MSCs incubated with iron oxide nanoparticles were collected, washed, and suspended in cold 75% ethanol overnight at 4°C. After fixation, cells were pelleted, washed with PBS, and stained using 50 μg/mL propidium iodide (PI) and 50 μg/mL RNase A (Beyotime Institute of Biotechnology, Jiangsu, China) dissolved in 0.5 mL PBS. The suspension was incubated in the dark for 30 minutes at 37°C, after which the cells were analyzed by flow cytometry. The S-phase fraction (SPF) was calculated as follows: SPF = S/(G0/G1 + S + G2/M)×100%. The proliferation index (PIndex) was calculated as follows: PIndex = (S + G2/M)/(G0/G1 + S = G2/M)×100%.42
Cell apoptosis assay
After incubation with iron oxide nanoparticles, MSCs were harvested, rinsed twice with PBS, and suspended in 500 μL binding buffer. The suspended MSCs were incubated for 15 minutes at 4°C with 5 μL annexin V-FITC solution, followed by incubation for another 5 minutes at 4°C after adding 10 μL of PI solution. The emitted green fluorescence of annexin-V and red fluorescence of PI were detected by flow cytometry at an excitation wavelength of 488 nm and emission wavelengths of 525 nm and 575 nm, respectively. For each sample, 10,000 events were recorded. The amount of early apoptosis, late apoptosis, and necrosis was determined as the percentage of annexin-V+/PI−, annexin-V+/PI+, and annexin-V−/PI+ cells, respectively.
The supernatants from MSCs incubated with iron oxide nanoparticles and MSCs alone were collected at 24, 72, and 120 hours, with each sample assayed in triplicate. Soluble VEGF and TGF-β were measured using a rat VEGF and TGF-β ELISA kit (Elabscience, Wuhan, China), according to manufacturer’s instructions. Photometric measurements were conducted at 450 nm using a microplate reader (Bio-Rad Laboratories Inc.).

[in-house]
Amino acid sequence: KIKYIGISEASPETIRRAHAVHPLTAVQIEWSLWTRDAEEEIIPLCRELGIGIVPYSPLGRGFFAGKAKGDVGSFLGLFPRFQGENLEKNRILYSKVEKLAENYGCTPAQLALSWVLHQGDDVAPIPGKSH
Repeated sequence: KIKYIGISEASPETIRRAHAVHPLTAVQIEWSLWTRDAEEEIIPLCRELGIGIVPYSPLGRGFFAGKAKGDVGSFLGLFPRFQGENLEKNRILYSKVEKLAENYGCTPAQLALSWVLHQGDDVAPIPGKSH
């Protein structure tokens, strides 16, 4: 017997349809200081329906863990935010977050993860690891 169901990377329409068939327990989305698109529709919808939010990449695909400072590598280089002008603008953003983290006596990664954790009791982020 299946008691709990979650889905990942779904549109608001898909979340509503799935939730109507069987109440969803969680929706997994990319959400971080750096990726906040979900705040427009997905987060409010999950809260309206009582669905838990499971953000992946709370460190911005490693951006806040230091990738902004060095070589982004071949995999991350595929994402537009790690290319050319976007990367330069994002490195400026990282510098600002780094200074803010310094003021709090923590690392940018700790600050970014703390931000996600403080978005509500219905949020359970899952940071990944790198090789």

Pathogen-free male Wistar rats (6 weeks old) were purchased from the Institute of Laboratory Animal Sciences (Beijing, China) and maintained under specific pathogen-free conditions. Rats were allowed to adapt to the experimental conditions for 1 week before starting the experiment. All experimental animal protocols were approved by the Welfare and Research Ethics Committee on Animal Experiments of Jilin University. The animal experiments were carried out following the internationally accepted animal care guidelines (EEC Directive of 1986; 86/609/EEC).
In vivo ear inflammation model
Hairs from the ears of rats were removed using depilatory cream, and the right ears were inflamed using Escherichia coli lipopolysaccharide (LPS; Sigma-Aldrich Co.) as previously described.43 Briefly, rats were sedated and administered a single injection of 240 μg LPS in PBS (8 mg/mL) into the base of the right ear. Similarly, 30 μL of PBS was injected into the base of the left ear as a control. Before injection, MSCs were incubated with iron oxide nanoparticles and cultured for 24 hours. Untreated and nanoparticle-treated MSCs were stained using 5 μM 1,1′-dioctadecyl-3,3,3′,3′-tetramethylindodicarbocyanine (DiD) tracer (Sigma-Aldrich Co.) according to manufacturer instructions. A one-time, tail vein injection of 1×106 MSCs (ie, untreated or nanoparticle-treated) per rat was administered. The right ears of the rats were imaged 24 hours after MSC injection using a Cell-viZio intravital microscope (Mauna Kea Technologies, Paris, France).